The standard bereavement leave policy provides employees with three to four days off in the case of the death of an intimate family member, such as a spouse. For the loss of extended family or friends, the time off is usually less.

In some companies, employees can request additional time off by using paid vacation days, sick leave, or unpaid time off. Since bereavement leave is generally optional under state laws, the duration of leave an employee can take will depend on your specific bereavement leave policy.

Is bereavement leave paid or unpaid?

Bereavement leave can be either paid or unpaid. However, many businesses choose to offer full or partial pay for the designated days off.

Note: Offering paid leave for bereavement is not normally required by law, but it may be an excellent approach to assist employees in their time of need while also showing your value and concern for their well-being. Aside from the benefits of supporting employees’ mental and emotional well-being, paid bereavement leave can influence employee retention.”

Why your business should providing bereavement leave

Mindy Cassel, co-founder of the Children’s Bereavement Center, emphasizes that companies and supervisors can positively impact their employees’ recovery by providing bereavement leave after a loss.

According to Cassel, offering bereavement leave can lead to greater appreciation and loyalty from both the grieving employee and their colleagues, as the company shows compassion during a critical life event. Providing this support can also enhance the adjustment of the bereaved employee by reducing stress, offering flexibility, and providing social support.

While many see providing bereavement leave as a compassionate gesture that aligns with the organization’s morals and values, there are also practical benefits for the company. By assisting employees during a difficult time and allowing them space to grieve, companies increase the likelihood that employees will return to work ready and motivated. On the other hand, employees who do not take leave may struggle more with their responsibilities and productivity due to emotional stress. Therefore, providing bereavement leave can contribute to employees’ mental health and success in their roles.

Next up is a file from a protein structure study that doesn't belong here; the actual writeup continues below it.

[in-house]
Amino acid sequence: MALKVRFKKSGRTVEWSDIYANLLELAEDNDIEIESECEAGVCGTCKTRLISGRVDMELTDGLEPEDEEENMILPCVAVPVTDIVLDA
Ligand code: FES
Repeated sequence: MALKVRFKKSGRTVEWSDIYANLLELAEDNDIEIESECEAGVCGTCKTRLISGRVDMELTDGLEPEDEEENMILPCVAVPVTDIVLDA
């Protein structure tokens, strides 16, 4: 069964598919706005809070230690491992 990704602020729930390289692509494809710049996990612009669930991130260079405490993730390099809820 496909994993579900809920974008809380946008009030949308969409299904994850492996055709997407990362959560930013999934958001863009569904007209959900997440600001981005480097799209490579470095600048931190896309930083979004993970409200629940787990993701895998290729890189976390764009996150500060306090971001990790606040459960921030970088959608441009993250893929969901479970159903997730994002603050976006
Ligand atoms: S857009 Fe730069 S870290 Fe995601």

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Advice for business owners on bereavement policies

While not legally required in most states, offering bereavement leave is considered a best practice for all businesses. A clear and comprehensive bereavement leave policy can support employees during difficult times.

A comprehensive policy should address the following:

  • Qualification: Who qualifies for bereavement leave?
  • Guidelines: What are the guidelines for immediate family members, extended family members, and friends?
  • Duration: How many days of bereavement leave can an employee take?
  • Payment: Is bereavement leave paid or unpaid?
  • Request Process: What are the guidelines for requesting bereavement leave?
  • Documentation: What documentation is required for bereavement leave requests?
  • Tracking: How will your payroll system track bereavement leave?

It’s important for your policy to be inclusive and align with your resources. Consider the diversity of employee family structures, including blended families, when determining guidelines for immediate and extended family members.

Offering flexibility in scheduling bereavement leave can also be beneficial. While the policy may specify the number of days allowed, employees should be able to schedule specific dates with their supervisor. This accommodates differing needs based on individual circumstances.

Include the bereavement policy in your employee handbook and update it as needed. Ensure fair and consistent application of the policy across your organization to prevent claims of discrimination.

Regular policy reviews, including the bereavement policy are recommended to ensure optimal use and alignment with organizational needs.

Tip: In addition to bereavement leave, you can help grieving employees by offering flexible scheduling (also known as flextime) and remote work options.”

How to help a grieving employee?

Supporting a grieving employee goes beyond having a bereavement policy in place. Here are some additional ways you and your team can assist a grieving employee when they return to work:

  • Educate Staff: Educate your staff about the needs of the grieving employee to foster understanding and support.
  • Attend Services: Enable colleagues who work closely with the grieving employee to attend funeral and memorial services if appropriate.
  • Flexible Schedule: Offer the grieving employee a flexible work schedule that allows them to tend to their personal needs.
  • Workload Assistance: Find one or more employees who can assist with the grieving employee’s workload to alleviate stress.
  • Emotional Support: Connect the grieving employee with a company mentor or a staff member who has experienced a similar loss for emotional support.
  • Salary Continuation: Continue to pay the grieving employee’s salary during leave and flextime to reduce financial stress.
  • Respect Boundaries: Avoid contacting the grieving employee about work matters during the funeral, wake, or shiva to respect their mourning process.
  • Offer Assistance: Send a donation, food, or flowers to the grieving employee and ask if other assistance is needed, such as help with food shopping.
  • Utilize Support Services: Facilitate additional help through your HR team, employee assistance program, or local support services to provide comprehensive support.

Supporting a grieving employee requires empathy, understanding, and flexibility to help them navigate this challenging time.